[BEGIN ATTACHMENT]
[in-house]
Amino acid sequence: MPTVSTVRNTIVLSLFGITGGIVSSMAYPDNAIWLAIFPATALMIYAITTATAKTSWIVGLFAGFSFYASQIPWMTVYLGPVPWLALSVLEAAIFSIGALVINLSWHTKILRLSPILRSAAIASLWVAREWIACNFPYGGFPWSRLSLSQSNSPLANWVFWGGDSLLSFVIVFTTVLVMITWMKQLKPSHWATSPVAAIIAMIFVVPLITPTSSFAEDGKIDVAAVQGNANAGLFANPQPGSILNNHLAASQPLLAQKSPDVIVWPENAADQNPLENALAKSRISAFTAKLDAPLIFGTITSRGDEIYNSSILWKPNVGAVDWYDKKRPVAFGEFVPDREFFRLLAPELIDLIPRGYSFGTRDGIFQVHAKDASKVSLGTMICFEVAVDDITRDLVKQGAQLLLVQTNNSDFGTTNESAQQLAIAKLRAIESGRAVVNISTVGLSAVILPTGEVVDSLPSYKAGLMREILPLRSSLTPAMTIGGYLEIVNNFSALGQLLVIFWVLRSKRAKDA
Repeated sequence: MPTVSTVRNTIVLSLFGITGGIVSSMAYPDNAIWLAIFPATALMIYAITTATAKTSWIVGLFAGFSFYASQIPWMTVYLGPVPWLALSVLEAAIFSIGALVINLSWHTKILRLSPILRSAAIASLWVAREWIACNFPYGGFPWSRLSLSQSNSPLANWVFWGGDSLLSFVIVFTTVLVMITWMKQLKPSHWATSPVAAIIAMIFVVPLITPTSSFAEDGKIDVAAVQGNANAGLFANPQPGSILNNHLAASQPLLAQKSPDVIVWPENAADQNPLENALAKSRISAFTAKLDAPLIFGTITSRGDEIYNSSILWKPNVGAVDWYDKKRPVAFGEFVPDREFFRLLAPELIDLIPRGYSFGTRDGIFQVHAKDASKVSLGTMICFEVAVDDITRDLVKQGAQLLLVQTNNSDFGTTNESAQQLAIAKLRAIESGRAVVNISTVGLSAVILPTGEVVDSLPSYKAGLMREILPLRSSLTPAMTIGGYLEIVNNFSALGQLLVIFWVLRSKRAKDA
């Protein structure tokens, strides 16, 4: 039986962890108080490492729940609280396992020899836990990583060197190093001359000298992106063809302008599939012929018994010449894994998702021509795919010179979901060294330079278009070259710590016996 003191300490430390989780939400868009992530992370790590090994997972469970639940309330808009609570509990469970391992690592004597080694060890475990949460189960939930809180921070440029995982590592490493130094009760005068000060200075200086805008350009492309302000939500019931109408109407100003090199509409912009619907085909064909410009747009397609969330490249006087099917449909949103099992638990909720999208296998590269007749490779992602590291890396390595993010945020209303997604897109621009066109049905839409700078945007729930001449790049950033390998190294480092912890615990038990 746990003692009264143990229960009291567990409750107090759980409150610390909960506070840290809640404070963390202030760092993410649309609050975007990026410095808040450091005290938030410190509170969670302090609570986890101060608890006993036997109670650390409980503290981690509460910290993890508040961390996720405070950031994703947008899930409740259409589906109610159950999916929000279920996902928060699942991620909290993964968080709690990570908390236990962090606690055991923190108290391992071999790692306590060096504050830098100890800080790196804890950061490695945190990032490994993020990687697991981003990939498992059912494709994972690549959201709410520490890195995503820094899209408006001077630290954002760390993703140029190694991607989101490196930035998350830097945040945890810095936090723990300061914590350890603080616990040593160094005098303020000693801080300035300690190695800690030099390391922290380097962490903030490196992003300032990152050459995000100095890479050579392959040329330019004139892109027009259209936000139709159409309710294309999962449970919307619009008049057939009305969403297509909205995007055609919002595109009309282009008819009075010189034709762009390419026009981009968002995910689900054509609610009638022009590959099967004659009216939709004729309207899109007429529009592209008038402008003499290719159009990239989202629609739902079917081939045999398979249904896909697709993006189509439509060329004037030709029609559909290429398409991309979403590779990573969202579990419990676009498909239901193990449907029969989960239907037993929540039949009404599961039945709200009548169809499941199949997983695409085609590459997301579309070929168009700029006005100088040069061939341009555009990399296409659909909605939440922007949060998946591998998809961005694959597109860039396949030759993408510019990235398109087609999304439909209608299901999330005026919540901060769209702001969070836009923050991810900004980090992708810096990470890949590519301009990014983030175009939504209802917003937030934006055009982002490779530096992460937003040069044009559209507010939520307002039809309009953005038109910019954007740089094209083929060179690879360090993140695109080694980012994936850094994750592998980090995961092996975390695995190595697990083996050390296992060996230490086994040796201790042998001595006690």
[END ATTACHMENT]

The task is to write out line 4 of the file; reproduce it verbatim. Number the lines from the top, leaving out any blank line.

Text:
């Protein structure tokens, strides 16, 4: 039986962890108080490492729940609280396992020899836990990583060197190093001359000298992106063809302008599939012929018994010449894994998702021509795919010179979901060294330079278009070259710590016996 003191300490430390989780939400868009992530992370790590090994997972469970639940309330808009609570509990469970391992690592004597080694060890475990949460189960939930809180921070440029995982590592490493130094009760005068000060200075200086805008350009492309302000939500019931109408109407100003090199509409912009619907085909064909410009747009397609969330490249006087099917449909949103099992638990909720999208296998590269007749490779992602590291890396390595993010945020209303997604897109621009066109049905839409700078945007729930001449790049950033390998190294480092912890615990038990 746990003692009264143990229960009291567990409750107090759980409150610390909960506070840290809640404070963390202030760092993410649309609050975007990026410095808040450091005290938030410190509170969670302090609570986890101060608890006993036997109670650390409980503290981690509460910290993890508040961390996720405070950031994703947008899930409740259409589906109610159950999916929000279920996902928060699942991620909290993964968080709690990570908390236990962090606690055991923190108290391992071999790692306590060096504050830098100890800080790196804890950061490695945190990032490994993020990687697991981003990939498992059912494709994972690549959201709410520490890195995503820094899209408006001077630290954002760390993703140029190694991607989101490196930035998350830097945040945890810095936090723990300061914590350890603080616990040593160094005098303020000693801080300035300690190695800690030099390391922290380097962490903030490196992003300032990152050459995000100095890479050579392959040329330019004139892109027009259209936000139709159409309710294309999962449970919307619009008049057939009305969403297509909205995007055609919002595109009309282009008819009075010189034709762009390419026009981009968002995910689900054509609610009638022009590959099967004659009216939709004729309207899109007429529009592209008038402008003499290719159009990239989202629609739902079917081939045999398979249904896909697709993006189509439509060329004037030709029609559909290429398409991309979403590779990573969202579990419990676009498909239901193990449907029969989960239907037993929540039949009404599961039945709200009548169809499941199949997983695409085609590459997301579309070929168009700029006005100088040069061939341009555009990399296409659909909605939440922007949060998946591998998809961005694959597109860039396949030759993408510019990235398109087609999304439909209608299901999330005026919540901060769209702001969070836009923050991810900004980090992708810096990470890949590519301009990014983030175009939504209802917003937030934006055009982002490779530096992460937003040069044009559209507010939520307002039809309009953005038109910019954007740089094209083929060179690879360090993140695109080694980012994936850094994750592998980090995961092996975390695995190595697990083996050390296992060996230490086994040796201790042998001595006690």